Wanaka aviation influence kickstarts career

Michael Hey, aeronautical maintenance engineer for Airbus Woodbourne
Michael Hey, aeronautical maintenance engineer for Airbus Woodbourne makes a visual inspection of the fuel filter he has removed at the WorldSkills New Zealand National Selection Competition in July.

12 October 2023

Growing up in Wanaka, Michael Hey, aeronautical maintenance engineer for Airbus Woodbourne says it was hard to ignore the influence of aviation on the area.

“With Warbirds over Wanaka being a huge biannual event and a healthy community of new and classic planes flying regularly throughout the year I wanted to get involved. I started my pilots license at 16 but decided that wasn’t quite what I wanted to do and instead looked at maintenance options.”

Michael is one of ten young aircraft maintenance engineers heading to Christchurch in November to compete in the National WorldSkills Aircraft Maintenance Competition.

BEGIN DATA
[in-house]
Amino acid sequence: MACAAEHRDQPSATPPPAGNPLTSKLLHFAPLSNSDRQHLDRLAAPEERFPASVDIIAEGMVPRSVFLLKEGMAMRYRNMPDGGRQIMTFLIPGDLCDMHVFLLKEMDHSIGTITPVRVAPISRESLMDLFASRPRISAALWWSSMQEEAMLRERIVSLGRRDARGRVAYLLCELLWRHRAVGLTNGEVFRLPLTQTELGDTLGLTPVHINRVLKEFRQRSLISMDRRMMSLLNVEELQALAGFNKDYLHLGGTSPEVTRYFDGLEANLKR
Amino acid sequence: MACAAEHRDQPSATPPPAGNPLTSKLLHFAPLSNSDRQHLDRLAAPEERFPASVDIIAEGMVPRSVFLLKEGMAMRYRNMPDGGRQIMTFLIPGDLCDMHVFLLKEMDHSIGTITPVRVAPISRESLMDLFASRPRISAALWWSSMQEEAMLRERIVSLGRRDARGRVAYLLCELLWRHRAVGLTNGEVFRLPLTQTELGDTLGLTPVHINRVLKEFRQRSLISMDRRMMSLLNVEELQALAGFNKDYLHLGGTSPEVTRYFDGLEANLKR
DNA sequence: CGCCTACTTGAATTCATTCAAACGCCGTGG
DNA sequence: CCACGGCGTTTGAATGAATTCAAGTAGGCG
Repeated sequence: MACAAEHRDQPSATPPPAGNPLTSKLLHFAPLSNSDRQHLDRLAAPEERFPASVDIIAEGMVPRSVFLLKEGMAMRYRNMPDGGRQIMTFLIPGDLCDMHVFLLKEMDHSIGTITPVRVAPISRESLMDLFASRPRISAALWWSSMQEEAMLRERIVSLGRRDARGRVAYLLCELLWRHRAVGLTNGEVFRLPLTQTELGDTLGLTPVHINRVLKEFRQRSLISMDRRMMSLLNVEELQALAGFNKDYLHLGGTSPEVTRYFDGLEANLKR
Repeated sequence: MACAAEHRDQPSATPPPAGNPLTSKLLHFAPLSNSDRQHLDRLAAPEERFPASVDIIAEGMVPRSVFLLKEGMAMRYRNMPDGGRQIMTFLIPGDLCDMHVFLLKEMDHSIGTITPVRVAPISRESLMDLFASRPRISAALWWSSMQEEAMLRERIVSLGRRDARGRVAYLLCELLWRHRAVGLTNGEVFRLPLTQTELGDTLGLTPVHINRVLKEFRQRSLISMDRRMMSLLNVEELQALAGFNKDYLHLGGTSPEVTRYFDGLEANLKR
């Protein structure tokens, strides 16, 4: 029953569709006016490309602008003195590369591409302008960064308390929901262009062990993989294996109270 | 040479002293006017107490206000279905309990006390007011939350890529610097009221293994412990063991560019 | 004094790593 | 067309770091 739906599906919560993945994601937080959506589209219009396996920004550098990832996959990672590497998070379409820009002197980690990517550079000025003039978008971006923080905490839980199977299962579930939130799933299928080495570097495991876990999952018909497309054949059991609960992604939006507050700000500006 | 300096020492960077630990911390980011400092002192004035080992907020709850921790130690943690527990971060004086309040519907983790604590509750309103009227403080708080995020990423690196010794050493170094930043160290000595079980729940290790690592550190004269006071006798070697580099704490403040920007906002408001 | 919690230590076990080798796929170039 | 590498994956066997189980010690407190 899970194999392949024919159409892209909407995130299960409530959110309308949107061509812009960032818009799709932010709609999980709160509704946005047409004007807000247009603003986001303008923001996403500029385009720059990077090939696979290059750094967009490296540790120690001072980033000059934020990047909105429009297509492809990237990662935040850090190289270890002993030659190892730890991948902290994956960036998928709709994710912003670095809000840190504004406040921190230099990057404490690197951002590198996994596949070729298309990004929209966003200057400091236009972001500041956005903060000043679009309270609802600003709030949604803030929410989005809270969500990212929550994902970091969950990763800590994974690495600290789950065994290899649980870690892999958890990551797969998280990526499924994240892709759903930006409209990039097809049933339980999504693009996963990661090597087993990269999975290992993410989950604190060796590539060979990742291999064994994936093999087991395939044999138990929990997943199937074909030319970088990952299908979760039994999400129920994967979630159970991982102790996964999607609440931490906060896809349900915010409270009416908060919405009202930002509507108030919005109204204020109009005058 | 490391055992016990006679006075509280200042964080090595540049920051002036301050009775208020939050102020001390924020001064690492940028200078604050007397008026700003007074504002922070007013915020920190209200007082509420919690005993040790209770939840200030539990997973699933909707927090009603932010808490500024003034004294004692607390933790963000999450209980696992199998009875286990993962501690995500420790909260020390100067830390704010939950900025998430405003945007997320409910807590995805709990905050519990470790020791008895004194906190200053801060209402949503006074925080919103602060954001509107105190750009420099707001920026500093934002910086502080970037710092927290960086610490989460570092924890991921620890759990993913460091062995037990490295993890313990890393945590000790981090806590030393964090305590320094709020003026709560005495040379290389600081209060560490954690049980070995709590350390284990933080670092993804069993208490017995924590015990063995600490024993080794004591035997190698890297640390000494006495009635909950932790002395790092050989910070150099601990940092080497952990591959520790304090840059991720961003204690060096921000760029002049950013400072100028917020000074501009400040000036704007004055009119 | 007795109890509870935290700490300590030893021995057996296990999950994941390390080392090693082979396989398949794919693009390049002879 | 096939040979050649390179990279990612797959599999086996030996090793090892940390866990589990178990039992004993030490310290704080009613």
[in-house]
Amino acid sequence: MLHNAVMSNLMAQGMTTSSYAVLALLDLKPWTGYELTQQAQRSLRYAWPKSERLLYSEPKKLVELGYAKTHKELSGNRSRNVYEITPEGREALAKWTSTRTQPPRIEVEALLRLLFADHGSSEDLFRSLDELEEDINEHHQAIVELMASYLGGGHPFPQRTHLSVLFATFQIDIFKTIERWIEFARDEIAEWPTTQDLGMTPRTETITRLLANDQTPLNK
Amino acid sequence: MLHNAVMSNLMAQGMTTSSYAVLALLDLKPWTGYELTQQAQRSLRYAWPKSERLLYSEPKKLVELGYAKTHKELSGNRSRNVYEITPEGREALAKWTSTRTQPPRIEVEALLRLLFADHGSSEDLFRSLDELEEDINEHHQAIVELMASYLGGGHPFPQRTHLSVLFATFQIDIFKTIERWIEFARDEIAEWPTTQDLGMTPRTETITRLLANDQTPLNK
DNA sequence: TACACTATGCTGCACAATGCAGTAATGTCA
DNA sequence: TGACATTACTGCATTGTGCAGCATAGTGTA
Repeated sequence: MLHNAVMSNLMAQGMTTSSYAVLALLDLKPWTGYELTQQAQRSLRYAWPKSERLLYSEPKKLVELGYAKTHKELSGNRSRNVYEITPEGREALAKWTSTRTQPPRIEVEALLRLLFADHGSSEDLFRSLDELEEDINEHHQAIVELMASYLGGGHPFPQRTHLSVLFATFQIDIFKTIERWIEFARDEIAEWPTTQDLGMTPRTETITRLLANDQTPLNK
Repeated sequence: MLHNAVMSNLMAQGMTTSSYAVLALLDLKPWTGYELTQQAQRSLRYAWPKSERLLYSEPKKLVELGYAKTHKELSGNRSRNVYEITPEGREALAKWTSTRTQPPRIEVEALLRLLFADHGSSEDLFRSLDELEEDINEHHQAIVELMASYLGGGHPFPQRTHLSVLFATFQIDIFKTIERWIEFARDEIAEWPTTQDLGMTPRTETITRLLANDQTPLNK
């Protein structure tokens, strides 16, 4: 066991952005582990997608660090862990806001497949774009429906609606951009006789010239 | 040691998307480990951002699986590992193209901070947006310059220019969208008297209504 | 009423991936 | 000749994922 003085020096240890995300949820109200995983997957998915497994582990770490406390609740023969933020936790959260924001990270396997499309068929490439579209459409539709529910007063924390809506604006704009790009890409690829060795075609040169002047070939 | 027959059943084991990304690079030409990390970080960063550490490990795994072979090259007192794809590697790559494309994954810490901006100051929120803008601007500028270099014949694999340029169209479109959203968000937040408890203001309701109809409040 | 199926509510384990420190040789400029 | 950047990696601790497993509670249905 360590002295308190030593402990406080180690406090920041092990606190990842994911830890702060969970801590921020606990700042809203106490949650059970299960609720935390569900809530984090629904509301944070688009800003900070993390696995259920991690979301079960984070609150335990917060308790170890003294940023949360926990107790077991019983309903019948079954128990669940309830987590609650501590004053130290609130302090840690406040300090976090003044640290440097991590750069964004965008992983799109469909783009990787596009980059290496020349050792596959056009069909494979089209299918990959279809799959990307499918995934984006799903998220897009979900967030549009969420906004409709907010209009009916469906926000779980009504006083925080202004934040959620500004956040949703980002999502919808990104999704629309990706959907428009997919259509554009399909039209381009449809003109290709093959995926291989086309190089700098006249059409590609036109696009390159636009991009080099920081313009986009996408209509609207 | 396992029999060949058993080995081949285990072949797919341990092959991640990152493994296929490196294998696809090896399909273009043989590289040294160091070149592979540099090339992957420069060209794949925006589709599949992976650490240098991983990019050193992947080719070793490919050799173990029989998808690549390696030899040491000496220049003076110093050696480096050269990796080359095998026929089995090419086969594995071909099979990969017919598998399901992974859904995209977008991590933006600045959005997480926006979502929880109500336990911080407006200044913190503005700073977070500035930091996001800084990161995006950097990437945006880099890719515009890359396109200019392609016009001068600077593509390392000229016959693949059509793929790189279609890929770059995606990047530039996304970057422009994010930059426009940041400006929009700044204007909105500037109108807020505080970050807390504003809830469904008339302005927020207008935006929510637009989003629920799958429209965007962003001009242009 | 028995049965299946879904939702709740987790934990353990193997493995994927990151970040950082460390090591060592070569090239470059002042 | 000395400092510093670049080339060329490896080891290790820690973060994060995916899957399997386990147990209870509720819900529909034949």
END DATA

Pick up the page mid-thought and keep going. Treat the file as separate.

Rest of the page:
In Year 13, a one-day a week work placement at Performance Aviation in Wanaka helped Michael get accepted into NMIT Woodbourne. After two years’ study for his pre-trade aeronautical qualifications, he took up a trainee role and three-year apprenticeship at Airbus Woodbourne.

Now, the Blenheim-based 24-year-old says is excited to showcase what he’s learnt in the professional competition. “It’s fun to see what other talent there is in the industry at my age and I’m always keen to work on new aircraft. I’d love to win the opportunity to head to France as well and compete internationally.”

“I’m always looking for ways to improve myself through training, courses, and exams. When I found out about the WorldSkills New Zealand competition through my training coordinator, I thought this was a great opportunity to showcase what I’d learnt.”

“Most tasks in the competition are things you do on an everyday basis. There are very high standards for the marking, and very tight deadlines to meet. It’s like your standard trade test but on the next level.”

“I like to think I hold the same standard I do at the competition as I do at work, to the point of treating the competition as just another day of work. However, I have been pushing myself to always do new jobs at work to broaden my experience in preparation for the next stage.”